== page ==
Gulliver's Travels: Metaphor Analysis
Throughout Gulliver's Travels, the different peoples that Gulliver visits symbolically represent different aspects of humanity.
Gulliver represents an everyman, a middle-class Englishman who is fundamentally decent and well-intentioned. In the course of his travels, he becomes less tolerant and more judgmental of the nations he visits and of his fellow human beings.
The Lilliputians, a tiny race of people, represent much of what is petty and small-minded about the English and humankind in general. They are physically and morally smaller than Gulliver. They are pompous, self-important, self-serving, hypocritical, and surprisingly dangerous and cruel in spite of their small size. The fact that several persons and events from English political life are widely believed to be referred to in this section reinforces the notion that Lilliput partly represents England. Swift makes the Lilliputians tiny in order to puncture the self-importance of the English nation and of humankind. For example, though the Lilliputians are proud of their military, Swift has them parade their army beneath Gulliver's legs in full view of his nether regions. This is a ridiculous and undignified image which undermines the Lilliputian pretensions to grandeur.
The Brobingnagians, the race of giants, are physically and morally bigger than Gulliver. While vice does exist in their country, unlike humans, they have not built vice into their government and institutions. Therefore, they represent much of what is good in humankind. The Brobdingnagian king is shocked at Gulliver's account of English politics and society, and refuses his offer of gunpowder as he cannot conceive of any good coming from it. However, the great size of the Brobingnagians means that Gulliver can never feel safe or equal in their society; while they treat him kindly, they also treat him as a plaything or an exhibit. This aspect of Brobingnagian society both represents the importance of physical size and power and draws attention to the relative and unreliable nature of power: while Gulliver was large and potentially powerful in Lilliput, he is powerless in Brobdingnag. Swift means this as a warning to nations, such as the English of his time, that the arrival of a larger or more powerful force can easily put an end to their dominance on the world stage.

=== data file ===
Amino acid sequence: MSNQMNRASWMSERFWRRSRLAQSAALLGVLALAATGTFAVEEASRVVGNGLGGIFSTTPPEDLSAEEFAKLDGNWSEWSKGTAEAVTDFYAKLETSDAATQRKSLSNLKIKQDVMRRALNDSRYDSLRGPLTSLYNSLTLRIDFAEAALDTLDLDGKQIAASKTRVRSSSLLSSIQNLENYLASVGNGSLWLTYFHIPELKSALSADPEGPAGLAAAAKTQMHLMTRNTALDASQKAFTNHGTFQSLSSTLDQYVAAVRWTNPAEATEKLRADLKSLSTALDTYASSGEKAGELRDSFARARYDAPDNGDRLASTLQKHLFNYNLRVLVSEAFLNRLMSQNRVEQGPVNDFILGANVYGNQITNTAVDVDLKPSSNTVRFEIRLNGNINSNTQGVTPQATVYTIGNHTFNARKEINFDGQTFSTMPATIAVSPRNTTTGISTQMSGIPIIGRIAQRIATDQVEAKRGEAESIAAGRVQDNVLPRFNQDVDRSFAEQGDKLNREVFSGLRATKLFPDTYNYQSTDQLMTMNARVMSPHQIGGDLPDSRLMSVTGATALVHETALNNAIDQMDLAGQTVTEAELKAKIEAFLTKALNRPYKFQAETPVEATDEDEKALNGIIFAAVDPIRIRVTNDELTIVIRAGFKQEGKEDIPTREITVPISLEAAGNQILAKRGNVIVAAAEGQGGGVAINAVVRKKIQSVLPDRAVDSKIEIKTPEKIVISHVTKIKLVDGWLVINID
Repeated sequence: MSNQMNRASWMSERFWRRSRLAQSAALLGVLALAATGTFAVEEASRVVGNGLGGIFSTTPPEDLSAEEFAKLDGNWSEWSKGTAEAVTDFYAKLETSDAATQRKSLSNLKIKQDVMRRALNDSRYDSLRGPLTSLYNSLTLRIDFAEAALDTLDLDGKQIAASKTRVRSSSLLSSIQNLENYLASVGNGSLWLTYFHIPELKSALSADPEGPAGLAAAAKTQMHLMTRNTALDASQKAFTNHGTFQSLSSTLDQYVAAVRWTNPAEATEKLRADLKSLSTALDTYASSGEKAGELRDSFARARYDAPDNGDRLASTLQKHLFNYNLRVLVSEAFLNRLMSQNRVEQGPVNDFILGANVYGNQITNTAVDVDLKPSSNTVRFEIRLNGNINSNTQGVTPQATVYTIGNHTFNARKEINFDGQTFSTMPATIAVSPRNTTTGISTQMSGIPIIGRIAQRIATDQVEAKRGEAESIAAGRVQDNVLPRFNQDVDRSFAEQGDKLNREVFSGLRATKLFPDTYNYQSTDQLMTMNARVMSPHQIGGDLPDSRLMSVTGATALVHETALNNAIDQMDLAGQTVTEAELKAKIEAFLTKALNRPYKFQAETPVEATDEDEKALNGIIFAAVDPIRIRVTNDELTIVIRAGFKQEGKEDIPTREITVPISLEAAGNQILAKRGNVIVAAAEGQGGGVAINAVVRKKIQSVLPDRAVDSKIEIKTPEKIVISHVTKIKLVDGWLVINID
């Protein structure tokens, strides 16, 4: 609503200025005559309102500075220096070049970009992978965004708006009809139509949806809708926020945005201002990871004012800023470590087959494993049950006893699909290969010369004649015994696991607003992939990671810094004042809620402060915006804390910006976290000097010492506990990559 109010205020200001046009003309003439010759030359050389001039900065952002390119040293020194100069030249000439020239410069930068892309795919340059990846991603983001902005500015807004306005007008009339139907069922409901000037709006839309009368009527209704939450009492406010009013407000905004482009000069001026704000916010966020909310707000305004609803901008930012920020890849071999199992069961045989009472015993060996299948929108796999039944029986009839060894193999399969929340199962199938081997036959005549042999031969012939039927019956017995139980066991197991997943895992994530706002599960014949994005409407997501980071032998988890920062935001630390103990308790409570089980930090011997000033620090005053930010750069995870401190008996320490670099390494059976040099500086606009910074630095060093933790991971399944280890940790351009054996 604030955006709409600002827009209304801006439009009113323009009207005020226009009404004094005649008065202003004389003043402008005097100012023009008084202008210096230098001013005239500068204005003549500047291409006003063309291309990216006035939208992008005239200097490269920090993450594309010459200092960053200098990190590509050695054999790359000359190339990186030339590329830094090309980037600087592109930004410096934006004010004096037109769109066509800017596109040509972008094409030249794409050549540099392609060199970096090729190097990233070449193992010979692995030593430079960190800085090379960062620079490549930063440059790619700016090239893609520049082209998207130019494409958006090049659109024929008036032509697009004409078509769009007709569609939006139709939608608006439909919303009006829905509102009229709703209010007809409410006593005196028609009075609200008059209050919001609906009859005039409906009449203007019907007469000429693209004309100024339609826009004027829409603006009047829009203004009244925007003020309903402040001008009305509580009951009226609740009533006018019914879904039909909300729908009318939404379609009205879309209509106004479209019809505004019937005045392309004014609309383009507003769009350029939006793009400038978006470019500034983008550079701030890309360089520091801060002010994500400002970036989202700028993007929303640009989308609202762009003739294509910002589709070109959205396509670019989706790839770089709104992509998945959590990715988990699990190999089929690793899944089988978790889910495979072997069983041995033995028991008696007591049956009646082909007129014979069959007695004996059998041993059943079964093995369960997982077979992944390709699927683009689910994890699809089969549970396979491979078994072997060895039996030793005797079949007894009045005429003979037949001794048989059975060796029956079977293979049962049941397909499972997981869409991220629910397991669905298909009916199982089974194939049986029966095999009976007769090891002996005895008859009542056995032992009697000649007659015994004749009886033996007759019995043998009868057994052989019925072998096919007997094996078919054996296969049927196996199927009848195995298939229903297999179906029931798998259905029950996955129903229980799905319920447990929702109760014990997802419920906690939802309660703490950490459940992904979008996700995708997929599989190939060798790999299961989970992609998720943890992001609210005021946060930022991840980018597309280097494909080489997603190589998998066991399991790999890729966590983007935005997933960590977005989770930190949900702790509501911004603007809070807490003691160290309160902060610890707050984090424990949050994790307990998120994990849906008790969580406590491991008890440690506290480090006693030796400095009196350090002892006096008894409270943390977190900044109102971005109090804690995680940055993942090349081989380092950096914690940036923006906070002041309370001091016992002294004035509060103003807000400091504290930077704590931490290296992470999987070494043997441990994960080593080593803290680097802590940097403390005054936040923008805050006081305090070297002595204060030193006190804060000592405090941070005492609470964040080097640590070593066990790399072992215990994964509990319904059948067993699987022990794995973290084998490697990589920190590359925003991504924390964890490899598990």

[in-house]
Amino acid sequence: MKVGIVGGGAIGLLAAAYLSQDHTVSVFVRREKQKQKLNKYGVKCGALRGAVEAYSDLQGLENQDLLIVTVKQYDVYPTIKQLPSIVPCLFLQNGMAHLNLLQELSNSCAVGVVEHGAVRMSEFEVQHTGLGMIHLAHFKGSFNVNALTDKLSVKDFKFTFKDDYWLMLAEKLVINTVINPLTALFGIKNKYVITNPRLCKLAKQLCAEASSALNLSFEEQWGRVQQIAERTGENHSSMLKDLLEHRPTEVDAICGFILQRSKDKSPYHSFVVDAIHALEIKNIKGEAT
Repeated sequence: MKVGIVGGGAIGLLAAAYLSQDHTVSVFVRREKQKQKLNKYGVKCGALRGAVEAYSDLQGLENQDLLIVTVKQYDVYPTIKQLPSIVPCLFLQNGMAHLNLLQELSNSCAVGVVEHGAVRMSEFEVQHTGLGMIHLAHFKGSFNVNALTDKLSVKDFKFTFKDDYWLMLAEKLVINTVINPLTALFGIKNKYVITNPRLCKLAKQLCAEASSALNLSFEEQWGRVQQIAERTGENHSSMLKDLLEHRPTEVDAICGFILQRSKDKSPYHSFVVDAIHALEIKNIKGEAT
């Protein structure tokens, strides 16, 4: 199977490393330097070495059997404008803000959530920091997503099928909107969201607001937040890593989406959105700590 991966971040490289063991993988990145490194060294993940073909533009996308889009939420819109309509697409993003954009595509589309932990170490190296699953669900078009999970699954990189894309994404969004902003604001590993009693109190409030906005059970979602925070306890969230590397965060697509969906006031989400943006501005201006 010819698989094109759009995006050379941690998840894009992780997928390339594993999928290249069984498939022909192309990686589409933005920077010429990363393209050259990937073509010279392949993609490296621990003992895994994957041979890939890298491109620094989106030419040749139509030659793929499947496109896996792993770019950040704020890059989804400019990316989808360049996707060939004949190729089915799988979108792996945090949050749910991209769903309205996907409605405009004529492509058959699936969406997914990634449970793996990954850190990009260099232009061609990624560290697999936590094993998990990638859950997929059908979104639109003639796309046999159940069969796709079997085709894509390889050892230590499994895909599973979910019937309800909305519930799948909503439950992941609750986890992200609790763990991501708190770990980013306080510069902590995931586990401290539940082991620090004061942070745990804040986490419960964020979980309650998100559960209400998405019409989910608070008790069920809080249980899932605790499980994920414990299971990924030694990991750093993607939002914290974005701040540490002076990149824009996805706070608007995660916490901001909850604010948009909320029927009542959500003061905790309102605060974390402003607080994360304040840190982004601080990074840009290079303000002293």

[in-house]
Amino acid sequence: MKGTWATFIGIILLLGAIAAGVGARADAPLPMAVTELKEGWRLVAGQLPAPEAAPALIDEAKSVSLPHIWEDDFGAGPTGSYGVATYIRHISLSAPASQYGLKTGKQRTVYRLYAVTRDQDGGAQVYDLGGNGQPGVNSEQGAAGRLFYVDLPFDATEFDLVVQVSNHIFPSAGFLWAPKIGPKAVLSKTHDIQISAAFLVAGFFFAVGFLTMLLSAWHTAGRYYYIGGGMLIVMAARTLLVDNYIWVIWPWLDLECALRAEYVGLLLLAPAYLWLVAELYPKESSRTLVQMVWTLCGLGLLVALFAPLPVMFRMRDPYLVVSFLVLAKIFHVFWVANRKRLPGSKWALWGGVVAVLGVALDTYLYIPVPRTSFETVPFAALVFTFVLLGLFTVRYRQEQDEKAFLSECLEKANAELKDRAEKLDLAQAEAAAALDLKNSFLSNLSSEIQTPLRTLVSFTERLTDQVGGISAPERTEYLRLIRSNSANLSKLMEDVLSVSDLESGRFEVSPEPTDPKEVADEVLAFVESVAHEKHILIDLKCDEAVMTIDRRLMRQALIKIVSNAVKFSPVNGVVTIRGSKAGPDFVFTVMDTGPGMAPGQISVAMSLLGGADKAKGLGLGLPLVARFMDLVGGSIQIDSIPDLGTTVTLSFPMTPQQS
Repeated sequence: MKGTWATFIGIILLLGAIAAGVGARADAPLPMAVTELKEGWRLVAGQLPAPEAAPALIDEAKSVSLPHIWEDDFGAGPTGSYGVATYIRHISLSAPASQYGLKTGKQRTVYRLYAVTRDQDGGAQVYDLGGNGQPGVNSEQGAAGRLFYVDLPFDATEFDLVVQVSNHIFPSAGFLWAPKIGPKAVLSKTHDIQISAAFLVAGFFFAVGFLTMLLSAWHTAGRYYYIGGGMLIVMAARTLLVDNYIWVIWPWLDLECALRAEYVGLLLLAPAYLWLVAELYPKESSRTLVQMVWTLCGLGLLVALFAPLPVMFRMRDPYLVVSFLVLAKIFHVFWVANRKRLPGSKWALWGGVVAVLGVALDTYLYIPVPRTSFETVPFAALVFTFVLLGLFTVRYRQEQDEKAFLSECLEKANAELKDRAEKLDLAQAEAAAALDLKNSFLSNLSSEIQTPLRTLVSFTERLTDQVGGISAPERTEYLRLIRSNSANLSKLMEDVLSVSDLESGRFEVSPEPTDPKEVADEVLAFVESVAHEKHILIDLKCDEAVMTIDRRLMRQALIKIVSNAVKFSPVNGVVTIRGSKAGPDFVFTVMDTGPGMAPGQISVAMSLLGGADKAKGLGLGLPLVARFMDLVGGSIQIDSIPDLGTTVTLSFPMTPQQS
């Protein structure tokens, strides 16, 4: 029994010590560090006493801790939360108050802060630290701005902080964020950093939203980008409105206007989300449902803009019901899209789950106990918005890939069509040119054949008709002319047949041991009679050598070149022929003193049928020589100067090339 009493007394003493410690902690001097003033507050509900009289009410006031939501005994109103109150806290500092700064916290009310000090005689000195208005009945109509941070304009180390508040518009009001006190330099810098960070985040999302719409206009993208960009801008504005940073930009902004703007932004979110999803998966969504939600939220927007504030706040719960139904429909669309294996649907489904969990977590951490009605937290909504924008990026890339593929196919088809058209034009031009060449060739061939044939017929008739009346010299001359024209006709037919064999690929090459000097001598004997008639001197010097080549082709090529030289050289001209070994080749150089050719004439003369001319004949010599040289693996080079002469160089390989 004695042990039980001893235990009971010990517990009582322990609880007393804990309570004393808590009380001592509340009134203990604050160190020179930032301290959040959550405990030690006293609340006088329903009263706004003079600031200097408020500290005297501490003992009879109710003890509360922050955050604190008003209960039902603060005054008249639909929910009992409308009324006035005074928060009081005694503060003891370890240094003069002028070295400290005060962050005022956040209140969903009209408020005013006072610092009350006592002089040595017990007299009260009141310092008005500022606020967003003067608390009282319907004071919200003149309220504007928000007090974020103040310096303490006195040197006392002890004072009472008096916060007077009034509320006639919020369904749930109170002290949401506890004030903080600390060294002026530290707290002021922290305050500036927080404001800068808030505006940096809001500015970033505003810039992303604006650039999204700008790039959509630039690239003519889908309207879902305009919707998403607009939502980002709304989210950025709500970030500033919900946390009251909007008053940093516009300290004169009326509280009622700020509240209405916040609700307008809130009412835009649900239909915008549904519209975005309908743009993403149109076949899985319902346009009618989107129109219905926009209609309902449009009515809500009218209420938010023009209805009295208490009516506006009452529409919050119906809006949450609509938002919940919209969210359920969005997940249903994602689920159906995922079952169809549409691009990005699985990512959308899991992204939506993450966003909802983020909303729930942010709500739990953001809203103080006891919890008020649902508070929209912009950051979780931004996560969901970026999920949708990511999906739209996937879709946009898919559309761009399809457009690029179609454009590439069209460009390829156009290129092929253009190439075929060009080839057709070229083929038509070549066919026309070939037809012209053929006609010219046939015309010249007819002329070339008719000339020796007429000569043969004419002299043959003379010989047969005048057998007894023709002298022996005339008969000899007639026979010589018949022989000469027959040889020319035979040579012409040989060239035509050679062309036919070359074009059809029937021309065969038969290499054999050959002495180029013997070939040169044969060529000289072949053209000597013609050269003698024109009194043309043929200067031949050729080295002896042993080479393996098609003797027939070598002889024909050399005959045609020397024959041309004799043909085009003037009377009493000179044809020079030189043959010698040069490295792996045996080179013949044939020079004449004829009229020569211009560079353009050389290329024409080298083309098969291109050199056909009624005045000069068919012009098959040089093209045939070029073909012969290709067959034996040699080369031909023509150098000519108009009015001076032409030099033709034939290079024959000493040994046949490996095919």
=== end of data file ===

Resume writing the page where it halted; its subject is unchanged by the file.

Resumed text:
The Laputans represent the dangers and limitations of abstract and theoretical knowledge. This field was growing in dominance in Swift's time, under the influence of what became known as the Enlightenment. When Swift wrote this section of the novel, most of the experiments and theories espoused at Laputa's Lagado Academy, including extracting sunbeams from cucumbers, had actually been carried out or proposed by the scientists of the Royal Society of London for the Improving of Natural Knowledge, a society founded in 1660 which as of 2006 continues under the shortened name, the Royal Society.
The Laputan people's addiction to abstract knowledge make them oblivious to each other and to all human concerns. This makes them require the ludicrous custom of "flappers" to alert them to listen or speak, and means that their unimpressed wives have adulterous relationships under their noses. The fact that the King of Laputa inhabits an island that floats above his domain is symbolic of his ungrounded thinking and his separation from his people and their practical concerns.